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Looking for advice on a simple circuit build or a company who would do it

Discussion in 'Electronic Projects Design/Ideas/Reviews' started by Oswald Cobblepot, Jul 17, 2017.

  1. Oswald Cobblepot

    Oswald Cobblepot New Member

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    Hi Guys, I’m looking for some direction on a simple circuit design. Preferably I’d like an electronic prototype producer to do this for me however old google wants to point me to high end electrical engineering companies that are far too expensive for my simple project design. And so i've come to the experts for advice!

    Its basically a trigger switch attached to > a compact speaker > red LED > blue LED > a ‘rumble’ mechanism (such as that in a vibrating game controller) and an internal switch mechanism to control ‘randomness’ (from my point of ignorance I think this would be a microprocessor?) it should cause one of two actions to occur at random when the trigger is pulled, preferably at a ratio of 5:6 where one outcome occurs slightly more often then the other.

    The idea is, when the trigger switch is pulled it either produces a 1 sec sound clip A with a flash of the red LED and a short sharp rumble/vibration OR a 1 sec sound clip B with a flash of the blue LED and no rumble/vibration.

    Do you know if a microprocessor is the right mechanism to use here and/or can anyone recommend a prototype builder who could wire this up for me? I’d be happy to DIY it if it was simple enough to acquire all the parts but am not sure if I've approached this correctly, assuming microprocessor is the way to go.

    Any help or direction would be greatly appreciated!

    Please see how I imagine it to look as a finished item (as you can see I have no circuit drawing knowledge :p ) .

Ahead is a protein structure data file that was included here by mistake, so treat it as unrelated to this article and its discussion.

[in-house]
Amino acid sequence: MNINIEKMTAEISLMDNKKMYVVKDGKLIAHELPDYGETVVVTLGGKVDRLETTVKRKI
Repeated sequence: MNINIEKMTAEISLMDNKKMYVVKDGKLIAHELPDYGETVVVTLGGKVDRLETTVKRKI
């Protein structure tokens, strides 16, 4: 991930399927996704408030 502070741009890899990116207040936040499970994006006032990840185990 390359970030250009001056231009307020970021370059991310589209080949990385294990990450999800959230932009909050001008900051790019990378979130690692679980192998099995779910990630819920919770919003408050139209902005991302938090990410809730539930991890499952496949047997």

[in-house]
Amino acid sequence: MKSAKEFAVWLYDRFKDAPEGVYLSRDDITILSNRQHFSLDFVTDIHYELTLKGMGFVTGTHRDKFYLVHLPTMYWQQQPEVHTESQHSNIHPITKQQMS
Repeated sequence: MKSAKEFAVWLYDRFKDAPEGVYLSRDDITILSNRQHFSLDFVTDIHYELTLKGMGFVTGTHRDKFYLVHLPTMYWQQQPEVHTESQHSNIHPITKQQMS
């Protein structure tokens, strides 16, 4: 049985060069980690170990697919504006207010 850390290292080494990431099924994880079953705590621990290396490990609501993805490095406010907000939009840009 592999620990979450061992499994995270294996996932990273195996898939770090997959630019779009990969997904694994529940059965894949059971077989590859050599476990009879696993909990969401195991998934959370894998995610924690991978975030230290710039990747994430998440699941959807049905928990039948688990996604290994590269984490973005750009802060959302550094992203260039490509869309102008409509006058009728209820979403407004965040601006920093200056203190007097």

upload_2017-7-18_11-59-53.png
     

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  2. AnalogKid

    AnalogKid Well-Known Member

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    There is more to your idea than simply assembling prebuilt modules - such as the software to make them all work together. An Arduino has many peripheral devices, including an audio player. What is your programming experience.

    Also, what is this for?

    ak
     
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  3. Oswald Cobblepot

    Oswald Cobblepot New Member

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    Hi AnalogKid, My experience is nill to nothing as far as electronics and programming! This is a part of a UNI project on conditioning. It's synonymous with the Pavlov's dogs experiment. Like a tool to help condition a person to associate a buzz, colour and sound with unpalatable tastes and a different, less threatening noise and a blue flash with pleasant tastes. It'll be housed in a custom shell I'll be 3D printing for the volunteer/s to carry in their pocket.

    Since I have little knowledge of electronics, my intention is to have someone else construct it for me however i A) dont know who to approach to build this on the cheep.. and B) Am not sure if i will make sense when i'm asking Haha. For example, if i find out from you electro-wizards that a microprocessor is not what i need then that will be something i shouldn't be asking about integrating into the design.

    Thanks for your response!
     
  4. dave

    Dave New Member

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  5. Oswald Cobblepot

    Oswald Cobblepot New Member

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    PS: even your casual drop of "Arduino" has helped streamline my efforts to scrape together some direction. Thanks! Word of the week.